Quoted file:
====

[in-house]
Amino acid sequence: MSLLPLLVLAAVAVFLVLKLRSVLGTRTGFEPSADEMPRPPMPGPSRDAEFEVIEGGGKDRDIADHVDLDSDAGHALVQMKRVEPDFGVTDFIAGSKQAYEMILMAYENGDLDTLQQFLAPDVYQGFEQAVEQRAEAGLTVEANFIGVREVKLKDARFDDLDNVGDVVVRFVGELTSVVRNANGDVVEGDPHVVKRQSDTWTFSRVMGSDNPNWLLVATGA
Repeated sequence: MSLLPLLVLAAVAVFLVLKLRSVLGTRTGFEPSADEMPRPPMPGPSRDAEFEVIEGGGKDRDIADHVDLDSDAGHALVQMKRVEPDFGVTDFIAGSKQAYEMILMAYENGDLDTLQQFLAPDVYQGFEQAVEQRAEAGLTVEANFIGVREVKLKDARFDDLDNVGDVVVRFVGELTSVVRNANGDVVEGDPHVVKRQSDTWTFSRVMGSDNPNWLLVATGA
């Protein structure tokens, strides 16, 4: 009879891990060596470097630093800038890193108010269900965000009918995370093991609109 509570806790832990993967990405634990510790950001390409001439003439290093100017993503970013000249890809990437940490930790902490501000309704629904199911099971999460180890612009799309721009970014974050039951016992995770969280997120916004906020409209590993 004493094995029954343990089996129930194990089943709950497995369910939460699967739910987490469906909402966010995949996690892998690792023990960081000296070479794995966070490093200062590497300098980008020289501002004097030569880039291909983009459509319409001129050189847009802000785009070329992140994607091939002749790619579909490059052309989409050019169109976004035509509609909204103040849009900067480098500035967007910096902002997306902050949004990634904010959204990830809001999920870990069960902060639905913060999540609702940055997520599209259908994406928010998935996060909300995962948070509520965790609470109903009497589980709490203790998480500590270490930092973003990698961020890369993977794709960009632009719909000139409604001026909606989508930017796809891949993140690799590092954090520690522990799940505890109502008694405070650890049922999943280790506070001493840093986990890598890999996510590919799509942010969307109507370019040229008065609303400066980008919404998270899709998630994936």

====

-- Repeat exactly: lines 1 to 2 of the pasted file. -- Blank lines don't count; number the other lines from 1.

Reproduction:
[in-house]
Amino acid sequence: MSLLPLLVLAAVAVFLVLKLRSVLGTRTGFEPSADEMPRPPMPGPSRDAEFEVIEGGGKDRDIADHVDLDSDAGHALVQMKRVEPDFGVTDFIAGSKQAYEMILMAYENGDLDTLQQFLAPDVYQGFEQAVEQRAEAGLTVEANFIGVREVKLKDARFDDLDNVGDVVVRFVGELTSVVRNANGDVVEGDPHVVKRQSDTWTFSRVMGSDNPNWLLVATGA